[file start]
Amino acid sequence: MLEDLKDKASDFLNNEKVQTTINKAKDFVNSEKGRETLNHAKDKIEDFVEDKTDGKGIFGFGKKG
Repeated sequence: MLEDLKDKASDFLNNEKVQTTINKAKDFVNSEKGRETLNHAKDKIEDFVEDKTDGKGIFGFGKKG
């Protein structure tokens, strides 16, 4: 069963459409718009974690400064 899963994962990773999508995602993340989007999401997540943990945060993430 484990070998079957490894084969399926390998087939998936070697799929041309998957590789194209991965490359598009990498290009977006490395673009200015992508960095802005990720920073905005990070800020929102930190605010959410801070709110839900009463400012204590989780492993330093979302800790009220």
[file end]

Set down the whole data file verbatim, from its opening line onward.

Amino acid sequence: MLEDLKDKASDFLNNEKVQTTINKAKDFVNSEKGRETLNHAKDKIEDFVEDKTDGKGIFGFGKKG
Repeated sequence: MLEDLKDKASDFLNNEKVQTTINKAKDFVNSEKGRETLNHAKDKIEDFVEDKTDGKGIFGFGKKG
């Protein structure tokens, strides 16, 4: 069963459409718009974690400064 899963994962990773999508995602993340989007999401997540943990945060993430 484990070998079957490894084969399926390998087939998936070697799929041309998957590789194209991965490359598009990498290009977006490395673009200015992508960095802005990720920073905005990070800020929102930190605010959410801070709110839900009463400012204590989780492993330093979302800790009220």